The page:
Leo Slezak was born in Schönberg (now Šumperk), Moravia, in 1873. Today, given all the geographical jumble of the intervening years, he is considered by many to be simply German. His father was a miller, who fell upon hard times. The family moved to Brünn (Brno) where, after finishing school, Leo became a gardener, and then a locksmith. He began to sing as an amateur in the choir of the local theater in Brünn, and, as so often happens, began to attract attention from people able to help him, in this case baritone Adolf Robinson. In 1896 Slezak made his stage debut in Brünn as Lohengrin. This led to a guest appearance in Berlin, further study, and a rapidly expanding repertoire, which quickly came to include roles such as Jean in Le Prophète, Manrico, Canio, Lohengrin, Florestan, Stolzing, Turriddu, Radames, Des Grieux, Tamino, Froh and Siegfried. In Slezak's time, the (often annoying) specializations of role and singer type did not exist. Essentially, a man was a tenor, baritone or bass, who sang opera, among other things. This was certainly Slezak's case, and he sang Mozart next to Wagner without giving it a thought.

Success followed upon success: in 1900, he debuted at Covent Garden, then on to the Vienna State Opera (then known as the Vienna Court Opera House),where he would spend many years. He went on to sing at the Met, and to tour America, Austria, Germany and the Netherlands. It was the Vienna State Opera, however, that he adopted as his artistic home, and he basically sang there for the rest of his operatic career.

During WWI, he lost almost all his wealth, and so began to branch out into lighter entertainment. He was popular in operetta and films (he made 43!) and concerts. From 1932 on, he was essentially an entertainer, and quite a popular one. He was a gifted comic and character actor, and he always found excuses (common in films of the 1930's) to sing light-hearted tunes. (This was a model later adhered to by Lauritz Melchior and Helen Traubel.)

He was in addition (and very notably) an accomplished lieder singer, and this is, for many, his greatest musical accomplishment. His mezza voce and mixed voice were extraordinarily beautiful, and he could—like Gigli—sing in a voice that was very close to falsetto, and was ravishingly beautiful. In my own opinion, this is Slezak at his best. I do not believe his recording of Schumann's "Der Nussbaum," to take but one tiny example, has ever been equaled. [I refer the interested reader to a recent Youtube post of mine, "A Special Presentation: Leo Slezak Lieder Recital]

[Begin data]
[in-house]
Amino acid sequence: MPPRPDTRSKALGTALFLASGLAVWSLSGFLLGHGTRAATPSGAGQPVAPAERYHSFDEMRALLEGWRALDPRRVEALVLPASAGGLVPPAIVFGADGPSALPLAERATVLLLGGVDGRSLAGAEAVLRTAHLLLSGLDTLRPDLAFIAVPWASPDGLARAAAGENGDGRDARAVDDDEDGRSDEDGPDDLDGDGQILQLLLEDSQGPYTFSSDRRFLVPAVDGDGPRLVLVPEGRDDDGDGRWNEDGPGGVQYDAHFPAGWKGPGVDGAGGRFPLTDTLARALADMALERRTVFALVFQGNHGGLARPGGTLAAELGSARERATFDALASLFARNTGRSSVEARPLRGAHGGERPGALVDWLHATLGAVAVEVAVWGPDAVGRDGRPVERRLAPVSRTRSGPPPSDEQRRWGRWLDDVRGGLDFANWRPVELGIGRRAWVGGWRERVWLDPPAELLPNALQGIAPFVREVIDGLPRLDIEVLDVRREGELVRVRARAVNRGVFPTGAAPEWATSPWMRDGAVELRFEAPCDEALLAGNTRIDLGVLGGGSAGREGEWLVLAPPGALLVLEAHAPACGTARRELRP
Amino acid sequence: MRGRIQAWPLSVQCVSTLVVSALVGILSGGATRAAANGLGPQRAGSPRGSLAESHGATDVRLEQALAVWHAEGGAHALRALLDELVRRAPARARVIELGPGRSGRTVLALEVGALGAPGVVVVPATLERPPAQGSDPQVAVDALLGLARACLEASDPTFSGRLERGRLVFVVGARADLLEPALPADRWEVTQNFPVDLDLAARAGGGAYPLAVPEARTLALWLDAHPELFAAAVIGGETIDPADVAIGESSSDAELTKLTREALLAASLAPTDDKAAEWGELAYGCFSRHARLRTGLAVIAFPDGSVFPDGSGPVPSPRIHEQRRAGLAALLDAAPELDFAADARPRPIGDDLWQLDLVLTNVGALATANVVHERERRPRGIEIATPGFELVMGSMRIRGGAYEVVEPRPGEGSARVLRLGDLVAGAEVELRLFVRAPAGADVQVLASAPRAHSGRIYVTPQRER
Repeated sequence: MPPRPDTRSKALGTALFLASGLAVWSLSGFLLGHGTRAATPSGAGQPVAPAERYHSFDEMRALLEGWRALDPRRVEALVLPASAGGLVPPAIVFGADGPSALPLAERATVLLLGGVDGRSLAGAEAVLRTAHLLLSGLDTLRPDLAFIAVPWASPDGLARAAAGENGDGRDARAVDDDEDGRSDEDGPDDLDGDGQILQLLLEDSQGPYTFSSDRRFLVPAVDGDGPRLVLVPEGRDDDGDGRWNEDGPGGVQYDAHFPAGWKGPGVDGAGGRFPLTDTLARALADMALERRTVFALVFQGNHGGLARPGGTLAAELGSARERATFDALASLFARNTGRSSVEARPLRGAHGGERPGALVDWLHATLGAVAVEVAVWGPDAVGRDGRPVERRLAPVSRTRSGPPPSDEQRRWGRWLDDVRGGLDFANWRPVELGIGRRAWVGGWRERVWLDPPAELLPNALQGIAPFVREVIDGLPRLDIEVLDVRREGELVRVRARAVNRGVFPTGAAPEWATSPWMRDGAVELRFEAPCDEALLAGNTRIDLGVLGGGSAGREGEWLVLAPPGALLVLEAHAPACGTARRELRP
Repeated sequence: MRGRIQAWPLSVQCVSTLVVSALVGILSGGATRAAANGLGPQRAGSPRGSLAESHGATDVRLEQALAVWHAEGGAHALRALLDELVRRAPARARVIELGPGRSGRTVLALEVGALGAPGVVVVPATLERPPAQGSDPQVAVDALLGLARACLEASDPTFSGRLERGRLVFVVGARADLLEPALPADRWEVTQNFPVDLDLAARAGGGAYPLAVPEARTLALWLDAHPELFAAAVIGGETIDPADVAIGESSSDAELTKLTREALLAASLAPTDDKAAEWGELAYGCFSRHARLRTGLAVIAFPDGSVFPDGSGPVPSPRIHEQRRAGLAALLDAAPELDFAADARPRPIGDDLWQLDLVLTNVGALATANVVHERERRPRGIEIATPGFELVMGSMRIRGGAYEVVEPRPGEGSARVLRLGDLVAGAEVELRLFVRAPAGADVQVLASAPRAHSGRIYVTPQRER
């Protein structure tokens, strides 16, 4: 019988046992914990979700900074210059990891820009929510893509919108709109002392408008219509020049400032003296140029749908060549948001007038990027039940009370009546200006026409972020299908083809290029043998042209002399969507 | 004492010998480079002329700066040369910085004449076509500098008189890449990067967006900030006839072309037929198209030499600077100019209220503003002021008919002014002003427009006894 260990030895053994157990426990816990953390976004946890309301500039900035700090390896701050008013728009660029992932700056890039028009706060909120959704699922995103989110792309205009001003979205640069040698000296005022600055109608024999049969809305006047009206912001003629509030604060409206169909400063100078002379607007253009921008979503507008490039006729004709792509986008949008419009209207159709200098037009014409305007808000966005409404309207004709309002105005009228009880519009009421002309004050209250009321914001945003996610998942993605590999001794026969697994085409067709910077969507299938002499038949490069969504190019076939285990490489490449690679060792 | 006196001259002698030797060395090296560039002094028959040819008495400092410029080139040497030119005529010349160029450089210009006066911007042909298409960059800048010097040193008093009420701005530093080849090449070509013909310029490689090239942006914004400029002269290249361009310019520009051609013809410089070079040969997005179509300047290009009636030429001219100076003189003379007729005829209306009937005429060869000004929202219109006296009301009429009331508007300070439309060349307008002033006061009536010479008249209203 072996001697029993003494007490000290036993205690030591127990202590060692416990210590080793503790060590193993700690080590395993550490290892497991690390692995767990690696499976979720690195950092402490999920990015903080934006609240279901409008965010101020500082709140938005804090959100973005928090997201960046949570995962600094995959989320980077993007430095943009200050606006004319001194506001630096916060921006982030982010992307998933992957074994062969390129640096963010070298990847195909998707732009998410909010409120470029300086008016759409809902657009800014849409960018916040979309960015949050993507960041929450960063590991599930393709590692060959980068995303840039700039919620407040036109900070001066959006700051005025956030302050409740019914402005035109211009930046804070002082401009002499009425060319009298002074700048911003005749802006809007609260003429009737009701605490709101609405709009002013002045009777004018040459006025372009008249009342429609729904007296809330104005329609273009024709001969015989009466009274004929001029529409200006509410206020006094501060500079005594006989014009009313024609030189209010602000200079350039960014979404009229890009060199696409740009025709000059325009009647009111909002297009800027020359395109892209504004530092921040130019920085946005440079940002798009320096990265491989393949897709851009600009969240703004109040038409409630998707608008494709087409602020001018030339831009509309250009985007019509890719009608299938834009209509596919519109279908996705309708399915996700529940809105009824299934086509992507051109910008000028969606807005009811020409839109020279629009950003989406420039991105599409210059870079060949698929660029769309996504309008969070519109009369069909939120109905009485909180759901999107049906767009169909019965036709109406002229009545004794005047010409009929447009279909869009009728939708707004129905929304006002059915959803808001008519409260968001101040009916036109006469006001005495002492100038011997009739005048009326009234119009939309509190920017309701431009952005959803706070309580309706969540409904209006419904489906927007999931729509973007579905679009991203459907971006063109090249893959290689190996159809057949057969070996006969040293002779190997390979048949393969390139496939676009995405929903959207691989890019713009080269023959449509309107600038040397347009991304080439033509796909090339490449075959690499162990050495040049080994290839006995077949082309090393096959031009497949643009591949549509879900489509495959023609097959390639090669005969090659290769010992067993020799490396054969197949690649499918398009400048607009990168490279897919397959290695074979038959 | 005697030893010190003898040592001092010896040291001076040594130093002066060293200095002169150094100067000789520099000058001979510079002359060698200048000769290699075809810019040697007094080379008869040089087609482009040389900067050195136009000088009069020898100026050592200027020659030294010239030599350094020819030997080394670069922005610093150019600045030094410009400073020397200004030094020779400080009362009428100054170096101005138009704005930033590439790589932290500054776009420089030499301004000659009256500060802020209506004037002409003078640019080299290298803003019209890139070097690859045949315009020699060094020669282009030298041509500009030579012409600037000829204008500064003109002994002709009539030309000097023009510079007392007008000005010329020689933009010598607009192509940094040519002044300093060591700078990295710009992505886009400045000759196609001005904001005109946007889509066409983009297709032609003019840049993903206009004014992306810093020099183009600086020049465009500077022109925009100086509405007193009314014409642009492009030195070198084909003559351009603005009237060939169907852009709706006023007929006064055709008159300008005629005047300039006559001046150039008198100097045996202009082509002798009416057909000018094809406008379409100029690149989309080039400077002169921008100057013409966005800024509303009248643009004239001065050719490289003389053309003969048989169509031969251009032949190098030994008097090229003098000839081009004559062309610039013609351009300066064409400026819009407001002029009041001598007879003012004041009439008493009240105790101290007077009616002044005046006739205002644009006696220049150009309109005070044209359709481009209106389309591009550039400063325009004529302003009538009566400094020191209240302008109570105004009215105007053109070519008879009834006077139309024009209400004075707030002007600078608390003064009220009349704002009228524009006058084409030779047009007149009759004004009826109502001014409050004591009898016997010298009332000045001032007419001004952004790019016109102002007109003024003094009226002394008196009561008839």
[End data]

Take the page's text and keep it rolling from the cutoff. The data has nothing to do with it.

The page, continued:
In 1943 he settled at Rottach-Egern, where died in 1946.

Slezak, as mentioned, could and did sing almost anything, with the possible exception of the most demanding Wagnerian roles. Here he is early in his career, singing Rodolfo's famous aria "Che Gelida Manina."

This is extraordinary singing. The voice is very smooth, and very consistent, all the way up to the high C, which seems to be no problem for him at all, something that cannot be said of many German tenors. In addition to a lyric and highly placed voice, he was extraordinary in his physical appearance. He was very tall—I do not know exactly how tall, but I have never, even once, seen a photograph or a movie clip where he did not tower over every other person in the scene. Also, in later life, he became quite heavy, with the result that he was a giant figure, one of the largest people ever to sing opera (and that is saying something!) Many called him the "gentle giant," or the "genial giant." He certainly was an impressive figure.
Here is a good chance to see many pictures of Slezak in a single posting; one which also provides a good example of his lighter voice, which he used to great advantage in popular songs:

As one goes through the photographs, in ascending order of age, it is possible to see how he directed his career as he grew older. His son Walter Slezak, known to my generation from his TV work, acted in much the same way, in similar character roles. A giant man can be a good Lohengrin or Otello, but he doesn't make a good leading man in the movies!

Because movies were such a big part of his later life, I provide a clip here that shows his comic acting ability very well. No need to watch much of it, because it is of course in German, but if you watch it until the point where he stands up to greet the two ladies who have come for an interview, you can see how huge he was, and also get a very good idea of his comic acting ability which was very notable, and at which he was very successful, in a Jackie Gleason kind of way:

Quite a comic!

To end on a more serious note, of which Slezak is more than worthy, here is one of my favorite recordings of his, from the presentation I recently posted. This is Schumann's "Der Nussbaum." I believe you will see what I mean when I say that I do not believe it has ever been surpassed. He sings of the sighing of the wind through the leaves of the trees, and how, to the young maiden who hears it, it whispers of love and her coming wedding. It is indescribably beautiful, and a perfect place to end our presentation of this truly remarkable and versatile artist. [For technical reasons, you need to click the link on this one]

What else can I say!